A little over twenty-five years ago, Star Trek: The Next Generation was in full stride and a particularly great episode called “Darmok” was released. In it, captain and crew encounter an alien species whose metaphorical language is incompatible with the translator and they all must learn to communicate before a creature kills them.
If you’re still reading after that intro, I sincerely thank you. In any case, what does a quarter of a century old TV show have to do with hockey?
However, I thought this set up could be a fun way to relive some of our favorite memories of the Minnesota Wild. As the metaphorical language in the show is based off the aliens’ mythology, so could we base one of some of the best and worst Wild moments in its relatively short lifespan.
Some of the metaphors used in the episode include,
“Darmok and Jalad at Tenagra” is used to indicate a need for cooperation.
“Shaka, as the walls fell” is used to indicate failure.
“Uzani, his army with fists open” is used to lure an enemy by spreading out.
“Uzani, his army with fists closed” is used to close in an attack.
Essentially, the aliens’ language uses their well known myths and past events to convey ideas and emotions in way that is similar to how many off us use memes. Thus, if we were going to create our own language using the Wild’s past, it would be with our favorite moments and memes.
Every fan’s list is probably a little different, but here are some of the Wild’s most memorable moments and their potential meanings as metaphors.
Andrew Brunette’s Game 7 Overtime Winner in Denver
Early in their history, the Wild went into their first playoff series as the underdogs in the 2002-2003 playoffs against the Colorado Avalance. After being down 3-1 in the series, the Wild were able to force a Game 7 in Denver. Soon after overtime began, Brunette glides in alone against Patrick Roy and scores, ending Roy’s career and upsetting the Avalance to win the series. The Wild would go on to make it all the way to the Western Conference Finals before being swept by the Anaheim Ducks.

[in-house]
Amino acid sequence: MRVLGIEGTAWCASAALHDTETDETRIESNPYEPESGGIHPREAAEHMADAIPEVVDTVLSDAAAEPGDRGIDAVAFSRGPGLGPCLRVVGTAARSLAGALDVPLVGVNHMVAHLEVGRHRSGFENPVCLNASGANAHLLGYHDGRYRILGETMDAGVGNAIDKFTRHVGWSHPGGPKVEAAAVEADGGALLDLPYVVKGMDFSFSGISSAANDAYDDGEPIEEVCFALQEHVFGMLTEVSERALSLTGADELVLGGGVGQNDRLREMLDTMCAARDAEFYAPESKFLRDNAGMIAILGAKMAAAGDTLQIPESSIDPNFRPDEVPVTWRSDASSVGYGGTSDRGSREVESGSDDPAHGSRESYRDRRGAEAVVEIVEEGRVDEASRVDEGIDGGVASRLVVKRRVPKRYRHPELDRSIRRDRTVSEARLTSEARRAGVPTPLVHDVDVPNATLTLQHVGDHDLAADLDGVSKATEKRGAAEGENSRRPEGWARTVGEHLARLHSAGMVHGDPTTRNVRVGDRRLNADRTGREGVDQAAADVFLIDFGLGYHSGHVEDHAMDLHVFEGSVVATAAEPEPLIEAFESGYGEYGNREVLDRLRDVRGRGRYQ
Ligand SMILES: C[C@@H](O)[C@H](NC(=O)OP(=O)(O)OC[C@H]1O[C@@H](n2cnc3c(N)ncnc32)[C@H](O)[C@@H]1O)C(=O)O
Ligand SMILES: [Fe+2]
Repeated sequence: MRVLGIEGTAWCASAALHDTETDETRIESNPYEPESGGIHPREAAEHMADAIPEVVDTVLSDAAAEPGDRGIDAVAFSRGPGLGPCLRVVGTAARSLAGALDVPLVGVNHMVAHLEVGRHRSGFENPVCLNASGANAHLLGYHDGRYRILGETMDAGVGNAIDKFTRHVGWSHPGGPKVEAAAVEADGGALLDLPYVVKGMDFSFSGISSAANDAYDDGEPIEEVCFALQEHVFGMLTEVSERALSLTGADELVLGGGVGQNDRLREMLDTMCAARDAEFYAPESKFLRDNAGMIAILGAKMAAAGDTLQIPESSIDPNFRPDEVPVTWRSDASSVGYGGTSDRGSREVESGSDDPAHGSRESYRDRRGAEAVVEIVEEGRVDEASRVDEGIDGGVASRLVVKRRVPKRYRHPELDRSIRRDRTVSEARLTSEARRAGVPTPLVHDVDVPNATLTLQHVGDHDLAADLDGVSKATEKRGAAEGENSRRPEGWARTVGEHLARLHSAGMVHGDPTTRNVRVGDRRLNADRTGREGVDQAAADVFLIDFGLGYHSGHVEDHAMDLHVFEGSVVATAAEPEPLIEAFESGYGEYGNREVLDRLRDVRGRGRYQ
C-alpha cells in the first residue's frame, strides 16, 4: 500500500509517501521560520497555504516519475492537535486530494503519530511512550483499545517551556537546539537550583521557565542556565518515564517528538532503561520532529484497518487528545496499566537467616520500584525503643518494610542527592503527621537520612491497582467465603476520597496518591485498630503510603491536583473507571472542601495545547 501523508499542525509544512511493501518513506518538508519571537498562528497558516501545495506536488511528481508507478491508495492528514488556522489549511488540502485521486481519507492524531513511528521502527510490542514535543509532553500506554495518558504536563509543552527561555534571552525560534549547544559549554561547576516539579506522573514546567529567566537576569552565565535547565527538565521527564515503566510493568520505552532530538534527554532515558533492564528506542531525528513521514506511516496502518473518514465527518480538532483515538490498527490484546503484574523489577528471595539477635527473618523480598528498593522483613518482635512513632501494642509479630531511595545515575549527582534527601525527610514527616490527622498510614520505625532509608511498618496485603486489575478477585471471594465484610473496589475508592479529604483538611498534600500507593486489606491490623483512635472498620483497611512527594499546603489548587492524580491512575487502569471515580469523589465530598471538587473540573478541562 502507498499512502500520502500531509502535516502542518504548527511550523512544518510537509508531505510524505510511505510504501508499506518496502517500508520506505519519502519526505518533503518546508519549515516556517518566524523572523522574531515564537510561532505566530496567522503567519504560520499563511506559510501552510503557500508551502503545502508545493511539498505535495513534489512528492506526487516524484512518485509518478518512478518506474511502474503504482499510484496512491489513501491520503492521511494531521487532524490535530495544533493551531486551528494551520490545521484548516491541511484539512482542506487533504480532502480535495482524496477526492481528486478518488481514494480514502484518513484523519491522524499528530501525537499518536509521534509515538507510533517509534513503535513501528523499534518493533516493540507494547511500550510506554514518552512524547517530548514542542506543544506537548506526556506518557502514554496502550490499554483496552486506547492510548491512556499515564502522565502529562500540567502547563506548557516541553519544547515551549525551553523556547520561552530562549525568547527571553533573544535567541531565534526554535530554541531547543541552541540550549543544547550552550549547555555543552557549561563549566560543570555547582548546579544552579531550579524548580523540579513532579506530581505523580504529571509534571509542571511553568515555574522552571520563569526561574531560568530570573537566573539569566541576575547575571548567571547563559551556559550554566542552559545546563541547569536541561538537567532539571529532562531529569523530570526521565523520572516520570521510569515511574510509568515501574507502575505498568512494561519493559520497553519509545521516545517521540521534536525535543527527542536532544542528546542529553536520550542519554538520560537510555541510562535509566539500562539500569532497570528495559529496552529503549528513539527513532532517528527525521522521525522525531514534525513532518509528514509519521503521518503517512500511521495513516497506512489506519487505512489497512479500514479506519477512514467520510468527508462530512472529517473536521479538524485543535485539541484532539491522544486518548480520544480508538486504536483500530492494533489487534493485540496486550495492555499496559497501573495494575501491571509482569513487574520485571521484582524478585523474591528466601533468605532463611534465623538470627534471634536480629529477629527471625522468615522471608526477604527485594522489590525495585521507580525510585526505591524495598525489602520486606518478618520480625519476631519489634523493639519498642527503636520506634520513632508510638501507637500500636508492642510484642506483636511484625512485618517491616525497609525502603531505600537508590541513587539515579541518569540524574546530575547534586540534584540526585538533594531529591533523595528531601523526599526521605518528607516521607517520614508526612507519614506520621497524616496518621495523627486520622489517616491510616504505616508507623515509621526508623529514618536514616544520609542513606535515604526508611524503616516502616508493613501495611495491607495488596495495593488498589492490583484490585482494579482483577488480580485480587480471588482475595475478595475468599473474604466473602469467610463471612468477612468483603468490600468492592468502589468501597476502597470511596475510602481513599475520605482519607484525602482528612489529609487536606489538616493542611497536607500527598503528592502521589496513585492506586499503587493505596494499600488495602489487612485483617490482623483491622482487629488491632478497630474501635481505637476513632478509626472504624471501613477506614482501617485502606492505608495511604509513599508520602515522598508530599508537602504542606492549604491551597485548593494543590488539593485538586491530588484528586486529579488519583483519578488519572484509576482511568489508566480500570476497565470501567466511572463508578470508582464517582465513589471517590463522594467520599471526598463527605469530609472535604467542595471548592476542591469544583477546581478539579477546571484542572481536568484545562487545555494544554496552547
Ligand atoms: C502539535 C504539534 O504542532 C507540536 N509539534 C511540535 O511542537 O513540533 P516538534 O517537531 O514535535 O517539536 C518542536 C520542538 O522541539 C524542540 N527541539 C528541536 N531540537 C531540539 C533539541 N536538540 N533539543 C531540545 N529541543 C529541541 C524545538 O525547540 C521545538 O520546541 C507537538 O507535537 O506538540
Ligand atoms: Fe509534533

“Brunette, his goal uplifting” could be used to signify victory or simply to say “Suck it, Roy.”
Nino Niederreiter’s Game 7 Overtime Winner in Denver
Eleven years after Brunette ended Roy’s career, the Wild entered the playoffs as the underdogs against the Central Division winners, the Colorado Avalanche. After an eventful series, it once again all came down to a Game 7 overtime in Denver where Nino would put the series to bed.
Few goals get better everytime you see them quite like this one. The first time you watch as the play unfolds, as Nino winds up, and hear the ping as the puck bounces off the pipe and into the net. The next time you watch it, maybe you notice that it’s Dany Heatley who starts the play in the last shift of his Wild career or maybe you notice how the players are chanting “Nino!” as they jump around celebrating. The Wild would go on to lose to the Chicago Blackhawks in the next round, but this moment will always live on as my personal favorite.
“Nino, his name chanted” could thus be used to signify the overcoming of a challenge or elation.
Koivu’s Goal Against the Canucks After His Leg Injury
Mikko Koivu really started to find his game in the 2007-2008 season, but he was sidelined for 24 games with a fractured fibula, which he received from
(The goal in question starts at 1:08)
“Koivu, his scream wild” could be used to indicate vengeance or release.
Parise and Suter Sign with the Wild
No one really thought they’d sign here, and some fans from both of their old teams still hate them for it. Before they signed, the Wild were trying to build through the draft and weren’t a playoff team. While the lockout messed everything up for everyone the following season, the Wild was able to make the playoffs for the fourth time in their history in the 2012-2013 season and have made the playoffs every year since.
“Parise and Suter, home at last” could be used to indicate a new era or taking something in a new direction.
Some others could include the Dubnyk trade, Doug Risebrough’s drafting from 2004-2007, or Parise’s hat trick against the Avalanche in the 2015-2016 season opener.
But what about the memes?
Charlie Coyle Makes a Little Kid’s Day
If the pure joy that kid experiences after getting a wave doesn’t make you smile, I don’t know what will.
“Coyle, his hand waved” could stand for friendship or a greeting.
Created by our own Noogie, it’s often been frustrating to see Mikael Granlund repeatedly pass up shooting opportunities over his career.
“Granlund, his passes many” could therefore stand for frustration or timidness.
He’s a bear. He’s wolf. He’s a Wild. We don’t really know what Nordy is, and maybe it’s better we never find out.
“Nordy, his identity unknown” could thus signify confusion, intrigue, or mystery.
Some other memes that could work could include Brodziak’s Breakaway Curse or Gaborik’s Groin.
So, what are some of your favorite Wild moments and memes, and if you’re willing to indulge my premise, what are any metaphors you can think of?
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